He has been hit-and-miss for years now, and this game was a definite miss.




The Swans as a defensive unit may be the most workmanlike in the AFL. For the past few seasons, they have been incredibly unselfish and you seldom see a player caught out defensively. They work for one another in ways that conjure up the Bloods units of the mid-2000’s! 

Brisbane have something in Harry Sharp. The fleet-footed wingman is an elite runner and is unafraid to take the game on. He will be one to watch over the coming games as he becomes more accustomed to the pace of AFL.

Speaking of new faces, Chad Warner for the Swans in game number three has fit right in. Along with the aforementioned Gulden, he was instrumental in the second quarter around the midfield. He showed a clean pair of hands and great decision making. 

Isaac Heeney looked like an absolute weapon across half-forward. With the interchange cap putting a hold on rotations possibly, coaches will be looking for other ways to rest midfielders. With the trend being to isolate specialist one-on-one mids in the “Dusty role” that we have seen guns like Fyfe, Petracca, Cripps and Bontempelli used in, we can now add Heeney to the list.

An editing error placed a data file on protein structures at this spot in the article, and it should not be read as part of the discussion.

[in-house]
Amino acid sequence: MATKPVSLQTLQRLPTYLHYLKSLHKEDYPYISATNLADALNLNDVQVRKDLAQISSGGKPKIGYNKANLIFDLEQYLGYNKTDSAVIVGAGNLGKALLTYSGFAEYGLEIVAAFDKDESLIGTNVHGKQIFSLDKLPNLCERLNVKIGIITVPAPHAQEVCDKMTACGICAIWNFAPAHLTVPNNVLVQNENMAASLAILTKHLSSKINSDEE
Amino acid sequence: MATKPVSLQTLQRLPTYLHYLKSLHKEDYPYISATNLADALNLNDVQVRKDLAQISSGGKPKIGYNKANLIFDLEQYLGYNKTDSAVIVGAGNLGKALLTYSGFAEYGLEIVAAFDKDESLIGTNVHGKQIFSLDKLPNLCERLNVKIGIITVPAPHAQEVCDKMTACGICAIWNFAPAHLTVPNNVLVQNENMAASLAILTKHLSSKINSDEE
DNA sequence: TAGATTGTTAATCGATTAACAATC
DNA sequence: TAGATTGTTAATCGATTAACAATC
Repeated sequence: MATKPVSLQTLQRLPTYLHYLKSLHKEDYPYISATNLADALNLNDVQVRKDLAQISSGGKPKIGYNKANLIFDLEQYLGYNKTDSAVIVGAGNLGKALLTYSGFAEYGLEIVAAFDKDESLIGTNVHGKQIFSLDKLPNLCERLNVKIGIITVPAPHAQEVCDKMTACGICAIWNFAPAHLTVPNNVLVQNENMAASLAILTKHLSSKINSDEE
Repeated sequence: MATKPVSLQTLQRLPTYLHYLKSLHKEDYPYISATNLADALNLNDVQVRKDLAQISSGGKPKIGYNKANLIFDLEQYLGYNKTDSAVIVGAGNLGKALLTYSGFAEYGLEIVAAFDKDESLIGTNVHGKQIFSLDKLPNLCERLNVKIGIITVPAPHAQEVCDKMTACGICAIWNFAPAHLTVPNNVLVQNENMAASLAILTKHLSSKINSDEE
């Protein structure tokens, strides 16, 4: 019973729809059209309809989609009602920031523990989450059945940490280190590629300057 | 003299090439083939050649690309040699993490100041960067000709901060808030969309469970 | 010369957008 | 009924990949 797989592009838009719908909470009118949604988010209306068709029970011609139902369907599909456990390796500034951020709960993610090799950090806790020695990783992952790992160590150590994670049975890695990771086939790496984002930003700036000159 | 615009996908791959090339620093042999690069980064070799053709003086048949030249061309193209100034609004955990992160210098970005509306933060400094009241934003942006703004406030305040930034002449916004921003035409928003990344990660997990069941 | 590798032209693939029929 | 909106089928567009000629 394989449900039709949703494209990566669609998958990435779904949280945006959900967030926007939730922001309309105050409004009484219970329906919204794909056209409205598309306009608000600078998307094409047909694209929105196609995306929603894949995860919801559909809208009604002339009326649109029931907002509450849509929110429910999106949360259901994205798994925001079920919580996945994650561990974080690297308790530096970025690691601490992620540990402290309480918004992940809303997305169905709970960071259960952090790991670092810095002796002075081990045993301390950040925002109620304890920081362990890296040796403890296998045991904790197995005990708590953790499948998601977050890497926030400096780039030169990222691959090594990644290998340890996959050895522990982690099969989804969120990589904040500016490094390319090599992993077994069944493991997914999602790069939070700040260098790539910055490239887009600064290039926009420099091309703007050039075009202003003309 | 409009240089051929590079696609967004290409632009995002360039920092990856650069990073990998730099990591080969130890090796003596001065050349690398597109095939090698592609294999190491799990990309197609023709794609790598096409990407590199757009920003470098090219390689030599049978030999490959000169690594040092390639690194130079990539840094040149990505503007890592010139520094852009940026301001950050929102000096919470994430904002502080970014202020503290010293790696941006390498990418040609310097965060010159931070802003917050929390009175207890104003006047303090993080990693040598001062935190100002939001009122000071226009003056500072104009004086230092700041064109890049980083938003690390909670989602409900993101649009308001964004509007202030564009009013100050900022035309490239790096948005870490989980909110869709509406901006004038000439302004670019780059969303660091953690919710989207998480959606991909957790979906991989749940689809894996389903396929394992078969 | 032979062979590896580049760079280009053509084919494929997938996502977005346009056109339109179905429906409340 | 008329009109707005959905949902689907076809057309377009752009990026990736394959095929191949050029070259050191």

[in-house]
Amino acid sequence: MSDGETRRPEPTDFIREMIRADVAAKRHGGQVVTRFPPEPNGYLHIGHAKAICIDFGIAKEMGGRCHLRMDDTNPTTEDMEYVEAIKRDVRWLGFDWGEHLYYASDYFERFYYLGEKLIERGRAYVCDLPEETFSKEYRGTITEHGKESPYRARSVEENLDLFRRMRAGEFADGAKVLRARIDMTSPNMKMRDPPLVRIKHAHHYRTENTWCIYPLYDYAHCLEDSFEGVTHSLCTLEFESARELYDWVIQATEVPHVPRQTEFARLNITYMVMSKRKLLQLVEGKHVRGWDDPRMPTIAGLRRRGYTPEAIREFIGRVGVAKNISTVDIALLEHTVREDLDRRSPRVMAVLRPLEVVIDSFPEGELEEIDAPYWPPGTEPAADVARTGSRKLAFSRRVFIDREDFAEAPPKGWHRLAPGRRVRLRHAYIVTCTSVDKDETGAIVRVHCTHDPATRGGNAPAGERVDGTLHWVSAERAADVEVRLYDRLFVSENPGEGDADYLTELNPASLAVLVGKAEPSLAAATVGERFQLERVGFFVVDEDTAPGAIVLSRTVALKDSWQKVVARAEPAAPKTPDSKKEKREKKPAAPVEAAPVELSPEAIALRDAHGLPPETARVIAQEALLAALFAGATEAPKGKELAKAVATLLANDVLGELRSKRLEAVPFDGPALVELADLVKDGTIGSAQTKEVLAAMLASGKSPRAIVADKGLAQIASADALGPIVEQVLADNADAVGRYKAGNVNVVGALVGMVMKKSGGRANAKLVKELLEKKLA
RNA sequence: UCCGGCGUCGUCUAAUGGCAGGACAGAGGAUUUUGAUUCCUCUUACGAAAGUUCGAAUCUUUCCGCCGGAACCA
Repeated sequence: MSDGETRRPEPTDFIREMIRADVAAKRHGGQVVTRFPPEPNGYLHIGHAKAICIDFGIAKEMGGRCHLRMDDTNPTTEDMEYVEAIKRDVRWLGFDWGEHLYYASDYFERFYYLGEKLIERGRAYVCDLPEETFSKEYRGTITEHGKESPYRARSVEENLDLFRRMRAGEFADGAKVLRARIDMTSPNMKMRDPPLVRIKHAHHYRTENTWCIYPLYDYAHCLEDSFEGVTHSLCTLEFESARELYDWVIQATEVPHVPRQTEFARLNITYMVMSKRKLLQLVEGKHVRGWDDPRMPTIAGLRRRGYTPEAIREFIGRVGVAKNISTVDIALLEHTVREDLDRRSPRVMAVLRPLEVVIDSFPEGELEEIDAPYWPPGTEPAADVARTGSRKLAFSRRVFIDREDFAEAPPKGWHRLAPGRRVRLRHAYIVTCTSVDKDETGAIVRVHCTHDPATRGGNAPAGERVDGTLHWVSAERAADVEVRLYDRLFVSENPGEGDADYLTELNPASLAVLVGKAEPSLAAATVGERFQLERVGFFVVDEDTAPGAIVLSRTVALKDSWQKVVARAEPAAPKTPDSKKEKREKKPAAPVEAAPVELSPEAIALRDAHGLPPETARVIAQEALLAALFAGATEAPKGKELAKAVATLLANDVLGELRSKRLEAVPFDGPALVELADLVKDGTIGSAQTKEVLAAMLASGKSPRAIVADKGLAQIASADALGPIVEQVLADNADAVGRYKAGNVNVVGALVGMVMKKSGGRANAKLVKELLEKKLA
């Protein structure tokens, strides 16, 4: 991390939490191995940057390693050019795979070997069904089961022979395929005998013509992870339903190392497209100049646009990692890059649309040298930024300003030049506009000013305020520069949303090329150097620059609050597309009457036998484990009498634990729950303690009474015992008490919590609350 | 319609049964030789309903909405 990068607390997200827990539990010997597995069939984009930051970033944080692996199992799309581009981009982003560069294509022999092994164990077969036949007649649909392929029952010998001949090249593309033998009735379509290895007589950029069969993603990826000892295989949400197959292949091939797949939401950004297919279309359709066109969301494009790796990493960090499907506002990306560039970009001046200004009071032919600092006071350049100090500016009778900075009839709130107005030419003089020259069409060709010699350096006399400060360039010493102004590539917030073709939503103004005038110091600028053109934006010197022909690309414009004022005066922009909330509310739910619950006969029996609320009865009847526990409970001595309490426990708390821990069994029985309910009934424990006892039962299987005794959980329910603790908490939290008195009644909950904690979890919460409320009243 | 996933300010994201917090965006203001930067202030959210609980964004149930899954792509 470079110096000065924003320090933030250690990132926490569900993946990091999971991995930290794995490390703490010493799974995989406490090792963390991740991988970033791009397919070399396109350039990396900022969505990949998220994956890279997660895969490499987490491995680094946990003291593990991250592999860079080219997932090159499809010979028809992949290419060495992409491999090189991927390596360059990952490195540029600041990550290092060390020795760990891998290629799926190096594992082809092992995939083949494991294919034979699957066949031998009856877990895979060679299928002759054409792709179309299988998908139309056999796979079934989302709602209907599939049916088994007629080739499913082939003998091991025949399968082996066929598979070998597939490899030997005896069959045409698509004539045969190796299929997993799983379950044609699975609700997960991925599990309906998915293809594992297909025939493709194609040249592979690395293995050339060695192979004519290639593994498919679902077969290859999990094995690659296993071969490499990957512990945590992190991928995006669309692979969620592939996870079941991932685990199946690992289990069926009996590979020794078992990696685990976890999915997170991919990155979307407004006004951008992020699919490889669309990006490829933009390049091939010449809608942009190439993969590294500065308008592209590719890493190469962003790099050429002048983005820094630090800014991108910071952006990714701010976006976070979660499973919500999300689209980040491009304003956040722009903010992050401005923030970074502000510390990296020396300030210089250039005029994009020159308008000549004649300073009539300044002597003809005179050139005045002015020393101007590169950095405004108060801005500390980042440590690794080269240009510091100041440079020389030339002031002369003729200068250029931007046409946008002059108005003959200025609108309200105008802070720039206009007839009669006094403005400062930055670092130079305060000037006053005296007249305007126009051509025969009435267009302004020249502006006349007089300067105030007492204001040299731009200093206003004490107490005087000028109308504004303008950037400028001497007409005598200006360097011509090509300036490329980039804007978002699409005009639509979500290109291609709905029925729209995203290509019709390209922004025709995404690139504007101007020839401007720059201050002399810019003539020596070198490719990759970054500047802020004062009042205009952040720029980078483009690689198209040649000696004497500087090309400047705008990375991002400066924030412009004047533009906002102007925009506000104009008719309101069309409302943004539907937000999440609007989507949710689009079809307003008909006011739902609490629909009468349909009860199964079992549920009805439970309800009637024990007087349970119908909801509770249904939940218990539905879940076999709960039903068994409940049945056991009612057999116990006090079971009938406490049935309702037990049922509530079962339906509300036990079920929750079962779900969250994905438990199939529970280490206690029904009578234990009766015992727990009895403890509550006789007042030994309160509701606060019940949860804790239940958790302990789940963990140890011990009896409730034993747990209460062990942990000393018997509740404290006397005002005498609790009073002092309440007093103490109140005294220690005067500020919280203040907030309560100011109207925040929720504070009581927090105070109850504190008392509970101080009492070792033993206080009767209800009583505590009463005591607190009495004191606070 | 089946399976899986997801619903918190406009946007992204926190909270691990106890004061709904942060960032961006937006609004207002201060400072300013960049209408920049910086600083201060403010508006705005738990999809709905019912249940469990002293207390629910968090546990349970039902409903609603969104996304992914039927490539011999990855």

While not blessed with the power of the others mentioned he has an edge in the air over the vast majority of midfielders in the AFL. That superb aerial work combined with his pure talent and smarts was on full display with 13 disposals, eight marks (two contested) and 3.2 on the scoreboard.

Zac Bailey will be a great asset to the Lions’ stoppages going forward, provided he can clean up his disposal. All three of his goals were created from centre stoppages, however, he also had a game-high eight clangers and gave away five free kicks. After cutting his teeth in lesser roles, his aggression in the middle will be valuable, but it must be used wisely.




Cats vs Brisbane (Fri) GMHBH Stadium 

Sydney vs Adelaide (Sat) SCG


A great win by the Swans, and plenty to be excited about. Is there a better young core in the game right now?

As for the Lions… well, when you don’t bring the pressure, inevitably, the pressure finds you. And the Swans’ pressure found this Brisbane team wanting too often. There’s some work to be done for Chris Fagan.